1 Train to Busan
Train to Busan is a film for you if you are bored of zombie films set in the United States. It is also for you if you are looking for a refreshingly new take on the zombie genre. Bottomline is if you like zombie films, this is a must watch. Get this: zombies are wreaking havoc in South Korea. A few passengers of a train travelling to – you guessed it – the city of Busan get infected, turn into mindless cannibals and begin eating their fellow passengers. Nothing unusual in this, but Train to Busan gets its thrill factor dead right. The zombies may be mindless, but they are physically as strong and fast in a superhuman way and the train setting create lots of heart stopping moments. Make sure to see this in Korean with English subtitles.
2 The Others
Nicole Kidman is an amazing artiste. And her performance in The Others is massively underrated. She plays the possessive mother of two children who live in a remote house. Her children are extremely sensitive to light and must be kept out of natural light all the time and are able to see only by the light of candles. Three servants arrive at their house and strange things begin to happen. The ending of The Others is absolutely mind-boggling, but what comes in between is creepy too. You do not see what is haunting the house, but you feel the presence. It is tantalising. There is a hint, a suggestion. Rarely anything concrete. Some may find the pace slow, but whatever happens stay till the end. That’s when everything becomes upside down.
3 The Exorcist
The Exorcist is a classic. Not a horror classic, just a straight-up classic. And as a result, everyone knows the same pieces of trivia about its production (director William Friedkin would sometimes shoot off blanks on set to keep everyone on edge, he violently slapped one priest-actor in order to get a more emotionally raw performance, Regan’s vomit was made of pea soup and oatmeal) and reception. But there are so many more wonderful anecdotes about that film and its four sequels (or rather, two sequels and two prequels) to be had. We combed several director commentaries, making-of documentaries, and read several autobiographies to find the following tidbits. So read on. The power of Christ something something …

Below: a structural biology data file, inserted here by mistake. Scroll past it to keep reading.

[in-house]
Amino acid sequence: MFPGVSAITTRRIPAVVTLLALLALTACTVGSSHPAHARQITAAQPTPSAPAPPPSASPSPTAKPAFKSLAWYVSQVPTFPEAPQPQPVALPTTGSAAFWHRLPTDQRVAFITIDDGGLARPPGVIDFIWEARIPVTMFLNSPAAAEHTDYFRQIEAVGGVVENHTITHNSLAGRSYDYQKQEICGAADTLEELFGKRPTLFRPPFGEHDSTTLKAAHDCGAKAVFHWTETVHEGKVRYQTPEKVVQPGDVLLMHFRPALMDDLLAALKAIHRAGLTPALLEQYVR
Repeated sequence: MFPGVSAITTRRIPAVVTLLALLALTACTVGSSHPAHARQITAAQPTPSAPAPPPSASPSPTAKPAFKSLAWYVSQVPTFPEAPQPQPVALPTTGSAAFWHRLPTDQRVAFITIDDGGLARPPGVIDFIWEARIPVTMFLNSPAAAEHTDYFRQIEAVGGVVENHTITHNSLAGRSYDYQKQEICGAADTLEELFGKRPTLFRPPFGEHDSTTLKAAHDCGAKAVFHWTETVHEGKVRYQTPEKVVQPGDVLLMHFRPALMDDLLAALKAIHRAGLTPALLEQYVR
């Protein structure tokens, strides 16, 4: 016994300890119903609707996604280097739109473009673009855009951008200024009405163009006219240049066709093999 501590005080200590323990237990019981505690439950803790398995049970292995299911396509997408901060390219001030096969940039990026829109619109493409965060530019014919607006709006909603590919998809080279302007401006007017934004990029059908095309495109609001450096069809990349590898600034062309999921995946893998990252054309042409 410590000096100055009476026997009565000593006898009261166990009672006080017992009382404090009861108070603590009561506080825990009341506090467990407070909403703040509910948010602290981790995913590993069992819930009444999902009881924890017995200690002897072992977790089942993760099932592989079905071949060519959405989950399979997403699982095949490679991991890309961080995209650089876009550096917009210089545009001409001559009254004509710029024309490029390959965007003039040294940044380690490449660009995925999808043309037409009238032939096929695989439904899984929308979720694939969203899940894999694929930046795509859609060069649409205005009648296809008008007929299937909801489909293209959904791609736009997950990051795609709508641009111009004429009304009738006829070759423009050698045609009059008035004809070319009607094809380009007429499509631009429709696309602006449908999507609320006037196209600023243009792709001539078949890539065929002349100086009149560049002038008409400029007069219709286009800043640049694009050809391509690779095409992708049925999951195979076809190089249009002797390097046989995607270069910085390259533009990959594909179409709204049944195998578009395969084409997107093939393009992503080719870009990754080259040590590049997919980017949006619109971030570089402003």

4.Let the Right One In
A vampire film which reinvigorated the genre. Let the Right One In is set in a Swedish suburb and is a story of a meek and bullied boy. He meets a female vampire of his age and forms a bond with her for he sees himself in her – a lonely person. The film is bloody and gory and well-made. The performances by the two child actors is superb. Another of the film’s strengths is its art design. While it makes it beautiful to look at, it also makes it a little disturbing at times. There is a an American remake too, which is quite good in its own right. But can’t hold a candle to the Swedish original.
Even good horror films are considered bad films for they employ cliches and worn out tropes to scare people. Sinister is not revolutionary in this regard. But it is a well-acted, directed and terrifying film that is more than worth its 110 minutes. Ellison Oswalt writes stories on true crimes and thinks he’s doing the world a service. He moves into a house where a horrible crime has occurred and finds a disturbing footage and things take a terrible turn.